Constance Spreen, writing in Modern Language Quarterly 64.1, from 2003:
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During a lengthy, hostile divorce from the surrealist circle in 1926, Antonin Artaud reiterated his eschewal of political engagement in the most vigorous terms. The surrealists’ attempt to graft their spiritual revolution onto Marxist materialism was for him a deleterious deviation from the ideological position that, with Artaud’s participation, those gathered around André Breton had developed the previous year. Demanding a reassertion of the surrealist commitment to “total idealism” [idéalisme intégral], Artaud reaffirmed his qualms before all real action: “My scruples are absolute” (1:71, 66). 1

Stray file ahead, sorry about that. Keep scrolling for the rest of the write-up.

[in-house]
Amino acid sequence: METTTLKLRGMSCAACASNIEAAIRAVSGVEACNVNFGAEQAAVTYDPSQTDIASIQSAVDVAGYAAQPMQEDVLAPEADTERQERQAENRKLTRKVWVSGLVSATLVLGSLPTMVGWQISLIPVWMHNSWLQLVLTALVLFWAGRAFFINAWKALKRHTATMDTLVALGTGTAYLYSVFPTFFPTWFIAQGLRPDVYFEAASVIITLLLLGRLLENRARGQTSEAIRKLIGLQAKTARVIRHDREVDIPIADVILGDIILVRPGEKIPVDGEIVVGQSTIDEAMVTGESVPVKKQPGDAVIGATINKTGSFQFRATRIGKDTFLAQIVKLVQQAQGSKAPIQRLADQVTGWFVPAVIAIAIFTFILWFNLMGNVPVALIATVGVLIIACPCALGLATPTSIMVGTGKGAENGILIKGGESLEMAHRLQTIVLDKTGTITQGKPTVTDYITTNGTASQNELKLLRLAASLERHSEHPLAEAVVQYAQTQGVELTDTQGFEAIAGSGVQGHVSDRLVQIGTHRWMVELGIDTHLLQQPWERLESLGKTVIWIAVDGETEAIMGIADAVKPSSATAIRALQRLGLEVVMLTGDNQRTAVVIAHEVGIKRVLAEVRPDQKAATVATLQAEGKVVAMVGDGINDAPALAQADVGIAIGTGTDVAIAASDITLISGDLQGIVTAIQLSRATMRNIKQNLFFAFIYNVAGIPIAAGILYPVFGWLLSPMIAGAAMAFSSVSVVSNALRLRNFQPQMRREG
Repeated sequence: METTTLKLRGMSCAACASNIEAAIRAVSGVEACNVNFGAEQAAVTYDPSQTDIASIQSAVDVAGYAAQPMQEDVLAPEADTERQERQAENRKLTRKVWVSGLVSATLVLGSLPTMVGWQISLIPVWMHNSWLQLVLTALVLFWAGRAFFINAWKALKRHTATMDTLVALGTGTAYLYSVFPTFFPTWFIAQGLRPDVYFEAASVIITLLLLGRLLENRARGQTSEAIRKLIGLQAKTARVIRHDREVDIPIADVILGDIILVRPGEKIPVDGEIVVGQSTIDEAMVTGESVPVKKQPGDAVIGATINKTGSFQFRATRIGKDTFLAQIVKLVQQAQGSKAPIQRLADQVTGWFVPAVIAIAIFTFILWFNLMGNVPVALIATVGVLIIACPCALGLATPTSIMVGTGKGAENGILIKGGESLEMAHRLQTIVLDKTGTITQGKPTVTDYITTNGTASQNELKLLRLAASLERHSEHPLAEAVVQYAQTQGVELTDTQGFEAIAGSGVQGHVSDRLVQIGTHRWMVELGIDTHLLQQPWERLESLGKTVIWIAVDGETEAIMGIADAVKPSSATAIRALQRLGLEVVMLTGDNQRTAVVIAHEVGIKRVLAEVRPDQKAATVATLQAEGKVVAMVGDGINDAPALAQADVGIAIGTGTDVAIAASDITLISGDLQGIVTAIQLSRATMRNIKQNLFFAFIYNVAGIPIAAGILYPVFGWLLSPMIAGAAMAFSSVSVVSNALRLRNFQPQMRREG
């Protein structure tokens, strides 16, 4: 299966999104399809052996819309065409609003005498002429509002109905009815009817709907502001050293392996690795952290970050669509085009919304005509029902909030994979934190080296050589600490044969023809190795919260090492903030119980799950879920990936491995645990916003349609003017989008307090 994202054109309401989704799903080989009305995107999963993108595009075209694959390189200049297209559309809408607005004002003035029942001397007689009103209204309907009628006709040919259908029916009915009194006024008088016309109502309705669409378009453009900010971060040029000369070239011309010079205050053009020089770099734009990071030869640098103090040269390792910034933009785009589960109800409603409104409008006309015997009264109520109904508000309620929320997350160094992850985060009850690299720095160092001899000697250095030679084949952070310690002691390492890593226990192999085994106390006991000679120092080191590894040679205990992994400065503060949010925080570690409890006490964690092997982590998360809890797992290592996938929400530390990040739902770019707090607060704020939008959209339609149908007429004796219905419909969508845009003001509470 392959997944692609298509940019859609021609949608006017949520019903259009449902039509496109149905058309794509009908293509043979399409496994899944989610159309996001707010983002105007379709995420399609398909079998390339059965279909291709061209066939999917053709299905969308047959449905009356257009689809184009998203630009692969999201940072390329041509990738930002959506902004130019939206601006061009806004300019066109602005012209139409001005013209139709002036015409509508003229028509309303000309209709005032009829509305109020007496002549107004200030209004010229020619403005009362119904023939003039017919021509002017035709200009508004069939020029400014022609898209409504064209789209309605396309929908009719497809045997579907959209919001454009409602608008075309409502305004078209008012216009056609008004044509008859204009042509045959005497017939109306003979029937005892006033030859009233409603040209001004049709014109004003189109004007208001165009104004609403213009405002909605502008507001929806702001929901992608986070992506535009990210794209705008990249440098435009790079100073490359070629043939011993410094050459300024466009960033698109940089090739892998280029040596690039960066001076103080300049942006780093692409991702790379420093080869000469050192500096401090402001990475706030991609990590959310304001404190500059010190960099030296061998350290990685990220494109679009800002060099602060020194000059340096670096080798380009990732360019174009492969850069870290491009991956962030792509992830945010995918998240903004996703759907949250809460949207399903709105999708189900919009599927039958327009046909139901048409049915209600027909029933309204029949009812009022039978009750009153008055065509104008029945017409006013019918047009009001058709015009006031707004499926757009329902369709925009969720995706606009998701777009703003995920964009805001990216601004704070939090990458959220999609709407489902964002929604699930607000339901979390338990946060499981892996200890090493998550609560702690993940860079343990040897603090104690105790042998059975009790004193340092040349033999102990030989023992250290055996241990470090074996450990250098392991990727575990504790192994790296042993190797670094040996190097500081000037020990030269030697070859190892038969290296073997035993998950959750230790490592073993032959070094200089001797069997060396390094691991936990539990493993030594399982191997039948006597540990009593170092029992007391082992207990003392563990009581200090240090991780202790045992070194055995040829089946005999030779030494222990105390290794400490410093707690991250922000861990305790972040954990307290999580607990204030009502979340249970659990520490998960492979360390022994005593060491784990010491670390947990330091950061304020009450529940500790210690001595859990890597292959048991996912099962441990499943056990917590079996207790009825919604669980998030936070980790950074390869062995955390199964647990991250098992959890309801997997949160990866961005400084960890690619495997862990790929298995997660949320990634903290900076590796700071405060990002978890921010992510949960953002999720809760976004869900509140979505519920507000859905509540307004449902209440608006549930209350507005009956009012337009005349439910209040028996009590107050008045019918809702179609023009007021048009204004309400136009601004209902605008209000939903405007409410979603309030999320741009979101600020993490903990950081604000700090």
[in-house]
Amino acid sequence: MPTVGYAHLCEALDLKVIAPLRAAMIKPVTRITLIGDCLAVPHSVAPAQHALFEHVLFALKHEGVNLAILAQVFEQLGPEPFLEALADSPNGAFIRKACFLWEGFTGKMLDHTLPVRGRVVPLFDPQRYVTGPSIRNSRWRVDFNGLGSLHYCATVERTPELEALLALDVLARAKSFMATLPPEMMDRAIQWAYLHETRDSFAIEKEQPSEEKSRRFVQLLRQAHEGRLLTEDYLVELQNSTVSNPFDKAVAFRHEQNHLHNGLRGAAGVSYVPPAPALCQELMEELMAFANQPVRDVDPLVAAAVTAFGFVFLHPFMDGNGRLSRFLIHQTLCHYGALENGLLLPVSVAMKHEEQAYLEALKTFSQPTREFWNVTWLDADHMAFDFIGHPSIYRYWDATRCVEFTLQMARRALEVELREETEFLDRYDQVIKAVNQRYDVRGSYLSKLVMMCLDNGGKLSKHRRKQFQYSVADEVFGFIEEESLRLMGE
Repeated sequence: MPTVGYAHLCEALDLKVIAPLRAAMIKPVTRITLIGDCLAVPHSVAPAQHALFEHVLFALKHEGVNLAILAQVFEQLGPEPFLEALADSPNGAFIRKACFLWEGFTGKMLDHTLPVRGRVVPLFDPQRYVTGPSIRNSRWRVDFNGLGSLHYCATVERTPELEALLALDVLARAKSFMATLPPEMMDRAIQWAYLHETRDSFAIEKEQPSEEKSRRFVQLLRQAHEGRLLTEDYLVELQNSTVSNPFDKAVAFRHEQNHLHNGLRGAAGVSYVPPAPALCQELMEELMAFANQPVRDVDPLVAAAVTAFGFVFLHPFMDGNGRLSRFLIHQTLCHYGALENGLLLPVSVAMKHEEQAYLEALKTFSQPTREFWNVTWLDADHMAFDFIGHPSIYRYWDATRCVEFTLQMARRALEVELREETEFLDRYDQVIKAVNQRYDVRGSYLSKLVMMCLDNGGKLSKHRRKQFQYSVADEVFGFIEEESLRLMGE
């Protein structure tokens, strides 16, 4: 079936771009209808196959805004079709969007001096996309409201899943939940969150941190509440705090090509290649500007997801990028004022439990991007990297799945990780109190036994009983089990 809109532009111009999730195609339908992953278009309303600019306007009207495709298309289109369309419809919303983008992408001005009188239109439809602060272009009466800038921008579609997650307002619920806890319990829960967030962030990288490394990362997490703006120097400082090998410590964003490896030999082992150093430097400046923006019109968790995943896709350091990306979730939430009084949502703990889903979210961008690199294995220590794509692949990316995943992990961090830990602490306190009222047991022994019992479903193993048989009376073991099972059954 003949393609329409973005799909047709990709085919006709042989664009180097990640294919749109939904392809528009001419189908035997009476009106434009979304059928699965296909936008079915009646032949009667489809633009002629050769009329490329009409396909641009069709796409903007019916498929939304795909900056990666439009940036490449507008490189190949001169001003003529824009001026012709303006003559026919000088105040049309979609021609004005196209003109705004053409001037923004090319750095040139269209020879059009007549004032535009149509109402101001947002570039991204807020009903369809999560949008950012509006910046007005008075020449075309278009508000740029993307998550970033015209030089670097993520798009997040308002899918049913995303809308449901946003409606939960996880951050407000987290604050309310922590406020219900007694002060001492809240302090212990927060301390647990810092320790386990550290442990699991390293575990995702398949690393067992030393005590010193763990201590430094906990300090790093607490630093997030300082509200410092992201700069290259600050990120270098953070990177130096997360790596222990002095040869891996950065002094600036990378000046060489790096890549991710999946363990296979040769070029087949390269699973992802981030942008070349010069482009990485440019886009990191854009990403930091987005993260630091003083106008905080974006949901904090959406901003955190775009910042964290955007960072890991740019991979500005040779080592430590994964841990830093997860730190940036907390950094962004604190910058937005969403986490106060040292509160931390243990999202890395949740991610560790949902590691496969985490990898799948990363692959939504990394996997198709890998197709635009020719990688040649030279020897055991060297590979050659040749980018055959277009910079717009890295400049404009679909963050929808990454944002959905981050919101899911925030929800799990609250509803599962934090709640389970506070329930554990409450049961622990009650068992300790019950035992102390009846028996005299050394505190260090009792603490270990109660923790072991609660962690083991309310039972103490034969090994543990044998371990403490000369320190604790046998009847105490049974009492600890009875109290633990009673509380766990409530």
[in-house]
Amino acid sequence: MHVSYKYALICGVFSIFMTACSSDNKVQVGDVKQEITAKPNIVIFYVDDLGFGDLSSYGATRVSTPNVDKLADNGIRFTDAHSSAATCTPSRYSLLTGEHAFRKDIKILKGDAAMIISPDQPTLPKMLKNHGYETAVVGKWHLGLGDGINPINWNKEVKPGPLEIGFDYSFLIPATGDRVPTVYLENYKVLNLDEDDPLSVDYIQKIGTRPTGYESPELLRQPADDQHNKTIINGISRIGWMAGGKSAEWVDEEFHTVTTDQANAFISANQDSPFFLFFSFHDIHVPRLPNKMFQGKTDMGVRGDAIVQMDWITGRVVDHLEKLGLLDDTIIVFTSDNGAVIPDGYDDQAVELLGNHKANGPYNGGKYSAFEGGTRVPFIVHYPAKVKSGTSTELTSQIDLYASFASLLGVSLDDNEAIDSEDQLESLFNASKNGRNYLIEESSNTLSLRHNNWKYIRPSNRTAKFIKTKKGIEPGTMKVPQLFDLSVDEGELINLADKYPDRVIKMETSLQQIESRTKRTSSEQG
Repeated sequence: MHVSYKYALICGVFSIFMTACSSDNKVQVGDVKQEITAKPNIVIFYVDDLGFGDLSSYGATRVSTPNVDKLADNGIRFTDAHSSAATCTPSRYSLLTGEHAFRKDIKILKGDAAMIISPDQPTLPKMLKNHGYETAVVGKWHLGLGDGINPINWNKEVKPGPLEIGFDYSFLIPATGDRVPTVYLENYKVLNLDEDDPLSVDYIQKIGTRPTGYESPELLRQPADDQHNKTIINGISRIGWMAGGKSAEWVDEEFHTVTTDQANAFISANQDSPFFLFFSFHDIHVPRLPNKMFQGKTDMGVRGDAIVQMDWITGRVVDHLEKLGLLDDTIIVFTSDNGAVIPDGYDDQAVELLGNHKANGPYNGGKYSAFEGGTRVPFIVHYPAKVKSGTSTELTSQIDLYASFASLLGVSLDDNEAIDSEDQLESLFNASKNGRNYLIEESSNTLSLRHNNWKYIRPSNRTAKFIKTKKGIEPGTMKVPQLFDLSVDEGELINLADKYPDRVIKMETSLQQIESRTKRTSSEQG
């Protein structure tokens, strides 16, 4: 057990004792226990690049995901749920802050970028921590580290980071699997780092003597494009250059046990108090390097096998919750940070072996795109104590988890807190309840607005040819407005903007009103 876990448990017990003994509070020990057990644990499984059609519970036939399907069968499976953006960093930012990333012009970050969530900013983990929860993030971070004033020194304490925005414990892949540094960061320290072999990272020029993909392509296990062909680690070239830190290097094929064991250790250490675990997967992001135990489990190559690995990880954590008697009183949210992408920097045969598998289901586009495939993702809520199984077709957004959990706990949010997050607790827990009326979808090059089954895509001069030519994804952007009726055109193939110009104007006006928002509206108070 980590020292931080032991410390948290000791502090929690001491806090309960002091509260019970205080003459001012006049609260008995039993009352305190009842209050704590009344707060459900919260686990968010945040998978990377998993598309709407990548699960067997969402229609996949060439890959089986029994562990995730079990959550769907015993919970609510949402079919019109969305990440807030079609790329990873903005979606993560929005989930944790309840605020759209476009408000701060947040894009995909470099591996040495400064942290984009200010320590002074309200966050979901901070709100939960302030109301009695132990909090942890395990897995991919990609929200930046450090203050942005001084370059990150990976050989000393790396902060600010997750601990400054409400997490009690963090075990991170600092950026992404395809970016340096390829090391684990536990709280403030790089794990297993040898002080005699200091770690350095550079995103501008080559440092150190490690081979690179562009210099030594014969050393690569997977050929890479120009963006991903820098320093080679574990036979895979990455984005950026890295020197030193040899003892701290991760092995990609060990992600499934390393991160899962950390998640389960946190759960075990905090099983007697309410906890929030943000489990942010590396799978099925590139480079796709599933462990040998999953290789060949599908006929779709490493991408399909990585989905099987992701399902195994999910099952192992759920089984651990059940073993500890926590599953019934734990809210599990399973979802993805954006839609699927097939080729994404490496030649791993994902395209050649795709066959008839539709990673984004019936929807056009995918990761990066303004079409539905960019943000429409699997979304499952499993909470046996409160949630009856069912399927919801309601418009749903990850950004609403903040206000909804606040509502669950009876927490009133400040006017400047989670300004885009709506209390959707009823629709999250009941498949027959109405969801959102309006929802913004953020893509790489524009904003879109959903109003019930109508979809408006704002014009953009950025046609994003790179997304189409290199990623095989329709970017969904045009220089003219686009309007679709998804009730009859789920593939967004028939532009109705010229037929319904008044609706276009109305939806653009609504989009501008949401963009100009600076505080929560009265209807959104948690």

Despite his uncompromising stance, Artaud found himself profoundly engaged in the “politics of style.” 2 As he began to publish his writings on the theater of cruelty in the early 1930s, he became acutely aware of a “resistance” to his dramaturgical theories. His correspondence reveals that this resistance, to which he repeatedly refers, issued mainly from two sources: the critics at L’action française, the primary mouthpiece of the movement bearing the same name, and Benjamin Crémieux, drama and literary critic at the Nouvelle revue française (NRF).